France and Mali signed a new defence pact on Wednesday, an agreement that will let Paris maintain its prominent role in a former colony whose desert north was occupied by al Qaeda-linked rebels until they were defeated by French troops last year.
France has sought to wind down direct involvement in former colonies in Africa, where troops frequently intervened during the decades after independence. But weak local armies, the Islamist threat and a series of political crises and rebellions have led to major French interventions in recent years.
The new pact, a defence cooperation treaty that replaces a 1985 agreement, outlines the framework for French intelligence sharing, training and equipping of Malian troops.
French troops still tracking down Islamists in Mali are operating under a separate operational agreement signed last year, but the new deal ensures long-term military ties between the two nations.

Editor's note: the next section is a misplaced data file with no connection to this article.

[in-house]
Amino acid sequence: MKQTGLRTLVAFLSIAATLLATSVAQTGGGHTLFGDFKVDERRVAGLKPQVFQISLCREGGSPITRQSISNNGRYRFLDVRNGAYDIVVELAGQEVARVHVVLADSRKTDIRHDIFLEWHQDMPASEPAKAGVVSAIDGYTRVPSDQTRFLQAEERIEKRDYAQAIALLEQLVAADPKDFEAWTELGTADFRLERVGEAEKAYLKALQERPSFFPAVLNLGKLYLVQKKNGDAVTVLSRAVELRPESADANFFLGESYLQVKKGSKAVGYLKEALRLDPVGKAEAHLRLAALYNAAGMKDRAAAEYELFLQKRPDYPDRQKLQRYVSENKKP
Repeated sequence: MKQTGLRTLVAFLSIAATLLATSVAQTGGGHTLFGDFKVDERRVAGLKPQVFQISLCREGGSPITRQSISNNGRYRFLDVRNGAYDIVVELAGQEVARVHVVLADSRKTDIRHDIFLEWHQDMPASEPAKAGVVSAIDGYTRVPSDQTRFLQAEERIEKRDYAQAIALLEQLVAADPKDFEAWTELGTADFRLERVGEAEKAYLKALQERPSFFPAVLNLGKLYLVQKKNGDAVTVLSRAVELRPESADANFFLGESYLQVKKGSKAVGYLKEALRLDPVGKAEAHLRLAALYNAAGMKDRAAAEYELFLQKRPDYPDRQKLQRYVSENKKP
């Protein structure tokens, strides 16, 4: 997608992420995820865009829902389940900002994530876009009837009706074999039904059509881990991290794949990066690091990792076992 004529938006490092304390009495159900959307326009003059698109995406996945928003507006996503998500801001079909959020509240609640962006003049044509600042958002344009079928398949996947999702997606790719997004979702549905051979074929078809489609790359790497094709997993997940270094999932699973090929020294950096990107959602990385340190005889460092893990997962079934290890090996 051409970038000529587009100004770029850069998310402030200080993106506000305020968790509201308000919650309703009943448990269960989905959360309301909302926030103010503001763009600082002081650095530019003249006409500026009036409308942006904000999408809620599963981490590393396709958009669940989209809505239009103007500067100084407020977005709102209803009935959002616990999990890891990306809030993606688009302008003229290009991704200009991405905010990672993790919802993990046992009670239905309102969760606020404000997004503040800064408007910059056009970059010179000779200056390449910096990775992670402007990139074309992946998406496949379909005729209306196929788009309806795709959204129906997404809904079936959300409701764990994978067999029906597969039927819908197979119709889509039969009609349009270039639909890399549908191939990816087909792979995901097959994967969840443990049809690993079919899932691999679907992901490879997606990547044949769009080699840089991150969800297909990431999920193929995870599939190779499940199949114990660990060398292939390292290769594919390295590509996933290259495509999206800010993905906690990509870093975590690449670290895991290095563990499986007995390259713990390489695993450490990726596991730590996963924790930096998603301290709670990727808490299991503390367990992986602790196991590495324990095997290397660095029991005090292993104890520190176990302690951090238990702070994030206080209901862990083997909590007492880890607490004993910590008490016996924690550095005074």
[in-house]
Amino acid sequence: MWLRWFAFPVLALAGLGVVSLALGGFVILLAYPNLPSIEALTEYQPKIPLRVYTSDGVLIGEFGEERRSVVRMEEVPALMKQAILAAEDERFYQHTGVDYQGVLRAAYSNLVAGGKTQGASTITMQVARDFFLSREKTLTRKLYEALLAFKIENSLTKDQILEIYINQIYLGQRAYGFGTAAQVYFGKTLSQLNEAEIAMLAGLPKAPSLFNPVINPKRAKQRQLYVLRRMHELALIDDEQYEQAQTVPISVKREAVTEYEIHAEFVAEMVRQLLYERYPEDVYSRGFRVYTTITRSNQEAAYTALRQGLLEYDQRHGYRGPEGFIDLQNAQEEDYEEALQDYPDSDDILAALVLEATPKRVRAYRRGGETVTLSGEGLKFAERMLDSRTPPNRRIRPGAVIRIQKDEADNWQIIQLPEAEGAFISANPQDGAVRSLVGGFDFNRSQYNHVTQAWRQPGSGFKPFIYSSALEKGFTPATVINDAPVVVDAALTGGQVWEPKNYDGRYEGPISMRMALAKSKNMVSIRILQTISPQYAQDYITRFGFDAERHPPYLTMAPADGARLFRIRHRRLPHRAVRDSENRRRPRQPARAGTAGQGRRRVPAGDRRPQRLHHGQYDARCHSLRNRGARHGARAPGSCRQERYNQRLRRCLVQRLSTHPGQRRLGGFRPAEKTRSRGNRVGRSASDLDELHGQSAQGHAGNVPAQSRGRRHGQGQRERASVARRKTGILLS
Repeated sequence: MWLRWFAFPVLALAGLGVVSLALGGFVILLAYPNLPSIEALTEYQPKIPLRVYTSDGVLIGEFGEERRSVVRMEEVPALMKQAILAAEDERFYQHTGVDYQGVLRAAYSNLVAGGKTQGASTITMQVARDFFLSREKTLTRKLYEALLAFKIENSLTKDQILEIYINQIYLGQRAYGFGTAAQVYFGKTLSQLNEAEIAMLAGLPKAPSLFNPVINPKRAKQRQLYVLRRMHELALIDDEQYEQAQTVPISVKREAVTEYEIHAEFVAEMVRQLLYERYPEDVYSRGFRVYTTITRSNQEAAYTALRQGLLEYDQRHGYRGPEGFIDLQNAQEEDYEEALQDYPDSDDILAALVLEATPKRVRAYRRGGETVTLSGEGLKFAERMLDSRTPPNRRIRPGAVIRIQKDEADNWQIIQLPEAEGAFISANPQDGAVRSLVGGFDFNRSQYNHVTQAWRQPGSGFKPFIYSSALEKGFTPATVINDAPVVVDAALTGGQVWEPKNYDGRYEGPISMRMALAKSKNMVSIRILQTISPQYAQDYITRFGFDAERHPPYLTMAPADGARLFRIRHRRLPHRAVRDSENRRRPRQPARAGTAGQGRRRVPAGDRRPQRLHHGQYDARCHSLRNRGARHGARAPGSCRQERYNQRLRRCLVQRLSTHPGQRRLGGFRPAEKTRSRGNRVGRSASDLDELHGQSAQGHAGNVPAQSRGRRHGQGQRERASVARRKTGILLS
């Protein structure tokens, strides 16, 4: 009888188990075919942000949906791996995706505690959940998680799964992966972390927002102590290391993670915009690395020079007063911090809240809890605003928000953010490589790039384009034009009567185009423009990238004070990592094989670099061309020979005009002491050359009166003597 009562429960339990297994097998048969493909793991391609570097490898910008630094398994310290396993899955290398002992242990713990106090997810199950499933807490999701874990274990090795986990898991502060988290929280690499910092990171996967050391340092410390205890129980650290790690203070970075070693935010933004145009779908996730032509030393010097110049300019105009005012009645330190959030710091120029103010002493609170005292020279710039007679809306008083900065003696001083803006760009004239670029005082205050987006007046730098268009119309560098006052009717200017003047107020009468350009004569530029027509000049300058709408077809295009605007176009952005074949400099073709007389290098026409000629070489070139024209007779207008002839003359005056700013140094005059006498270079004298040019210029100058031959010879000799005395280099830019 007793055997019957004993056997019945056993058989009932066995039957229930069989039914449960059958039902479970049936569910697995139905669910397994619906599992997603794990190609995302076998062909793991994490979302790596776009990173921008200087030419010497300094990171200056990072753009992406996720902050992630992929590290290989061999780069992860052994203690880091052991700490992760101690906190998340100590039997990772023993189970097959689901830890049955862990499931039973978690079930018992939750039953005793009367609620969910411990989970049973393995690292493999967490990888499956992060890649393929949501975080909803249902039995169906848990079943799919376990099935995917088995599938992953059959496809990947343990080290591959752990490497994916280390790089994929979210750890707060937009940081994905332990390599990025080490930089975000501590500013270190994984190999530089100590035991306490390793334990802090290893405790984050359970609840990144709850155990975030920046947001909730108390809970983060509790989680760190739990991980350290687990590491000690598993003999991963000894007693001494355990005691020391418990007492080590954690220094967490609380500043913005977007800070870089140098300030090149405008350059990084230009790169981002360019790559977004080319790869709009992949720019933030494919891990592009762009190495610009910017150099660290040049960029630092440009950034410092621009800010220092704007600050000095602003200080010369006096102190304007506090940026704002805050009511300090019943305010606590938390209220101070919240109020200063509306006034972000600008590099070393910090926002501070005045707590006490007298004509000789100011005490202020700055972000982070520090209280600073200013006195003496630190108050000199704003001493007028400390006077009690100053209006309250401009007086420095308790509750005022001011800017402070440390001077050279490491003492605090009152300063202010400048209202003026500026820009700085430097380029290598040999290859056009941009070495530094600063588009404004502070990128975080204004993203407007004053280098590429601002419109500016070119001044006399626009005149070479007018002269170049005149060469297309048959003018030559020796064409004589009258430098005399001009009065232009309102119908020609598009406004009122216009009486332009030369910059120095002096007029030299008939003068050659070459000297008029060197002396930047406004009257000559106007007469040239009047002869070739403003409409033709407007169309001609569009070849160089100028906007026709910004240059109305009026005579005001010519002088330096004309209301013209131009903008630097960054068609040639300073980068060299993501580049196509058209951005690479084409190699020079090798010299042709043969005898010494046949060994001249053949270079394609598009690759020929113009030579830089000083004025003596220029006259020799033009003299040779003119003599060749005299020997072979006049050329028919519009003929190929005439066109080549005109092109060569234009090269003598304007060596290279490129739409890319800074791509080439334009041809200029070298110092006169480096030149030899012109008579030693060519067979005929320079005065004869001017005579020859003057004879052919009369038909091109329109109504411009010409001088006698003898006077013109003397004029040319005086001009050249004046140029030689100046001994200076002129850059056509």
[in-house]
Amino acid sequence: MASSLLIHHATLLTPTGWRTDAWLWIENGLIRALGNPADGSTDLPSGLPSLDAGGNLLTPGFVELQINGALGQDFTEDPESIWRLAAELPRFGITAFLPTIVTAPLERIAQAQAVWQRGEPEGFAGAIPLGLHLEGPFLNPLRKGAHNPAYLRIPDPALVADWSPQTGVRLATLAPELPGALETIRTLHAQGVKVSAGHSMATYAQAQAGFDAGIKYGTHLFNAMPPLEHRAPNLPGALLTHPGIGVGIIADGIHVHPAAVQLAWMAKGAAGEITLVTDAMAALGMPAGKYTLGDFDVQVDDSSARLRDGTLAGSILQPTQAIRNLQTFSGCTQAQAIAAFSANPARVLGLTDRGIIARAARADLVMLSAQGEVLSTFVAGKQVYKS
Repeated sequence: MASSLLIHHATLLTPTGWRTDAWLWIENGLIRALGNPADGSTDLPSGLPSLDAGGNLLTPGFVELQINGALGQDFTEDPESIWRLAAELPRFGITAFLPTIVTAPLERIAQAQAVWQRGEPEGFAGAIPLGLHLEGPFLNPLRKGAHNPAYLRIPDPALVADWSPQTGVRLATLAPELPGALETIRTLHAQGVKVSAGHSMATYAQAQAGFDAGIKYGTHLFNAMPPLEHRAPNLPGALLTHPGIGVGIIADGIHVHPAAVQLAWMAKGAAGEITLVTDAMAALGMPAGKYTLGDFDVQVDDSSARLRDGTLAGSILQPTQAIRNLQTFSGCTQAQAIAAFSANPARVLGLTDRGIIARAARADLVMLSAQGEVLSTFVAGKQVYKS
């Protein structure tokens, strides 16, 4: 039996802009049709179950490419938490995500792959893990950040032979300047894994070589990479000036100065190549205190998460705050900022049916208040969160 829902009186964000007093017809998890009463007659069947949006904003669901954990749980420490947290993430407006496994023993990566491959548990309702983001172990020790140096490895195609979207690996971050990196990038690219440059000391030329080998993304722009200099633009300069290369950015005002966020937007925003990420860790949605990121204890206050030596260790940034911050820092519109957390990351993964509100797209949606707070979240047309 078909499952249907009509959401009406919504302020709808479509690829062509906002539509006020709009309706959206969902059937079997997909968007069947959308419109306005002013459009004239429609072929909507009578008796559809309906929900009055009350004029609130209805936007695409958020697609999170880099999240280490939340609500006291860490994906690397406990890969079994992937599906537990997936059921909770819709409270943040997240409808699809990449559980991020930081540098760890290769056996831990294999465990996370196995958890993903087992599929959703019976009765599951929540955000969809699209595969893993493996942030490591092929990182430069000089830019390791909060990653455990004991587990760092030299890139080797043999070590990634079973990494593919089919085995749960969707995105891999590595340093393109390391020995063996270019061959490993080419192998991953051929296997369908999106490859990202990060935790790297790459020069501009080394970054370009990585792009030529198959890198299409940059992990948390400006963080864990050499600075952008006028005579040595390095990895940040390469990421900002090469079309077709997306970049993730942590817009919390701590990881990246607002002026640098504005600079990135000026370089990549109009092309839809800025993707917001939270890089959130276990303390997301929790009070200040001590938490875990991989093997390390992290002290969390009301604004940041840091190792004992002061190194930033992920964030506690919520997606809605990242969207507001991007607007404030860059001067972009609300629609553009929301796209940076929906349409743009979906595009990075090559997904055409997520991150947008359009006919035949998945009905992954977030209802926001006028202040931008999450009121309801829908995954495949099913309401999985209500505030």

Last year, France dispatched war planes and thousands of troops to beat back an advance by Islamist fighters who took advantage of a coup in the capital and a rebellion by separatist Tuareg rebels to seize Mali’s desert north the year before.
Most of the Islamists fled the superior French firepower and the French deployment in Mali has since been reduced to about 1,700.
However, underscoring how the threat is now scattered across the vast Sahara-Sahel band, France is in the process of reorganising its presence in the region with troops in Mali being folded into a 3,000-strong anti-Islamist force also operating in Niger, Chad and Burkina Faso.
The defence agreement comes on the eve of a visit to the region by French President Francois Hollande, who will travel to Ivory Coast, Niger and Chad.